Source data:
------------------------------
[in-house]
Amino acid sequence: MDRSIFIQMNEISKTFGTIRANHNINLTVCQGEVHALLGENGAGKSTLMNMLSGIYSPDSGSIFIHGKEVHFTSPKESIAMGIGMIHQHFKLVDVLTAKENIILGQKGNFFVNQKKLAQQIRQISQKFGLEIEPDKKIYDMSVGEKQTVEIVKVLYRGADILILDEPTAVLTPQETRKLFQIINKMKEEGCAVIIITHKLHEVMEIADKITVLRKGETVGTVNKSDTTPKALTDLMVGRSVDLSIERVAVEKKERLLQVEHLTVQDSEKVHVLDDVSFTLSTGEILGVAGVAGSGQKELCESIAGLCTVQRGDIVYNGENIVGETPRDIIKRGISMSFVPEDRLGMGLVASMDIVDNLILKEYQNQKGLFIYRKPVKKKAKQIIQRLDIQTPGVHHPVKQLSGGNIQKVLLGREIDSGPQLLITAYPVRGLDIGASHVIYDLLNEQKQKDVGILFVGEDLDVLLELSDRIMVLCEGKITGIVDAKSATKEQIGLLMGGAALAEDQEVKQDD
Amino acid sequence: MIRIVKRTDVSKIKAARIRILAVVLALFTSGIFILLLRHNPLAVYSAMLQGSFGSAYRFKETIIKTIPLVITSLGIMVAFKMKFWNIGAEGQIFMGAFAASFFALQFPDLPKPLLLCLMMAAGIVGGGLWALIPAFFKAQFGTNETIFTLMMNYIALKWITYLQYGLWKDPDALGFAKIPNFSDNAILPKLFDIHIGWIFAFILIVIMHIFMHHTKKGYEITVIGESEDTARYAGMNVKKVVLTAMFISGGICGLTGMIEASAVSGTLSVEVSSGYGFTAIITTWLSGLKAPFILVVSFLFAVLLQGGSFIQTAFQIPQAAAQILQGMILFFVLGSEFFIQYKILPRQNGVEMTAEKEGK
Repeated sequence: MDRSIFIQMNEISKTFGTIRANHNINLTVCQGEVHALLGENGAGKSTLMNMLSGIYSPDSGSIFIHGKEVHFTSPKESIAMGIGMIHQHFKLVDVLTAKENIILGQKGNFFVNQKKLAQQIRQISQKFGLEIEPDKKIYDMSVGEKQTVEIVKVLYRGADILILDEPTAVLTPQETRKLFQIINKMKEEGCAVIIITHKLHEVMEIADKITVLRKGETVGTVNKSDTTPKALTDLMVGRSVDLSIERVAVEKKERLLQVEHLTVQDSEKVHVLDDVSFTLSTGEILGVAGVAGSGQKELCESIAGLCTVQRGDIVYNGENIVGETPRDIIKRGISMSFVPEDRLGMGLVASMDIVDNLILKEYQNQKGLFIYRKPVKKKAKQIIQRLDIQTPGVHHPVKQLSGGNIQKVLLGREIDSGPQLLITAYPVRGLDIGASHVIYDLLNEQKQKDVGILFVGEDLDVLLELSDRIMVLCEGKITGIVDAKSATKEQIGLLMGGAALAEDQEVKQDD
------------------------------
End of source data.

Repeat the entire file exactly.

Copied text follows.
[in-house]
Amino acid sequence: MDRSIFIQMNEISKTFGTIRANHNINLTVCQGEVHALLGENGAGKSTLMNMLSGIYSPDSGSIFIHGKEVHFTSPKESIAMGIGMIHQHFKLVDVLTAKENIILGQKGNFFVNQKKLAQQIRQISQKFGLEIEPDKKIYDMSVGEKQTVEIVKVLYRGADILILDEPTAVLTPQETRKLFQIINKMKEEGCAVIIITHKLHEVMEIADKITVLRKGETVGTVNKSDTTPKALTDLMVGRSVDLSIERVAVEKKERLLQVEHLTVQDSEKVHVLDDVSFTLSTGEILGVAGVAGSGQKELCESIAGLCTVQRGDIVYNGENIVGETPRDIIKRGISMSFVPEDRLGMGLVASMDIVDNLILKEYQNQKGLFIYRKPVKKKAKQIIQRLDIQTPGVHHPVKQLSGGNIQKVLLGREIDSGPQLLITAYPVRGLDIGASHVIYDLLNEQKQKDVGILFVGEDLDVLLELSDRIMVLCEGKITGIVDAKSATKEQIGLLMGGAALAEDQEVKQDD
Amino acid sequence: MIRIVKRTDVSKIKAARIRILAVVLALFTSGIFILLLRHNPLAVYSAMLQGSFGSAYRFKETIIKTIPLVITSLGIMVAFKMKFWNIGAEGQIFMGAFAASFFALQFPDLPKPLLLCLMMAAGIVGGGLWALIPAFFKAQFGTNETIFTLMMNYIALKWITYLQYGLWKDPDALGFAKIPNFSDNAILPKLFDIHIGWIFAFILIVIMHIFMHHTKKGYEITVIGESEDTARYAGMNVKKVVLTAMFISGGICGLTGMIEASAVSGTLSVEVSSGYGFTAIITTWLSGLKAPFILVVSFLFAVLLQGGSFIQTAFQIPQAAAQILQGMILFFVLGSEFFIQYKILPRQNGVEMTAEKEGK
Repeated sequence: MDRSIFIQMNEISKTFGTIRANHNINLTVCQGEVHALLGENGAGKSTLMNMLSGIYSPDSGSIFIHGKEVHFTSPKESIAMGIGMIHQHFKLVDVLTAKENIILGQKGNFFVNQKKLAQQIRQISQKFGLEIEPDKKIYDMSVGEKQTVEIVKVLYRGADILILDEPTAVLTPQETRKLFQIINKMKEEGCAVIIITHKLHEVMEIADKITVLRKGETVGTVNKSDTTPKALTDLMVGRSVDLSIERVAVEKKERLLQVEHLTVQDSEKVHVLDDVSFTLSTGEILGVAGVAGSGQKELCESIAGLCTVQRGDIVYNGENIVGETPRDIIKRGISMSFVPEDRLGMGLVASMDIVDNLILKEYQNQKGLFIYRKPVKKKAKQIIQRLDIQTPGVHHPVKQLSGGNIQKVLLGREIDSGPQLLITAYPVRGLDIGASHVIYDLLNEQKQKDVGILFVGEDLDVLLELSDRIMVLCEGKITGIVDAKSATKEQIGLLMGGAALAEDQEVKQDD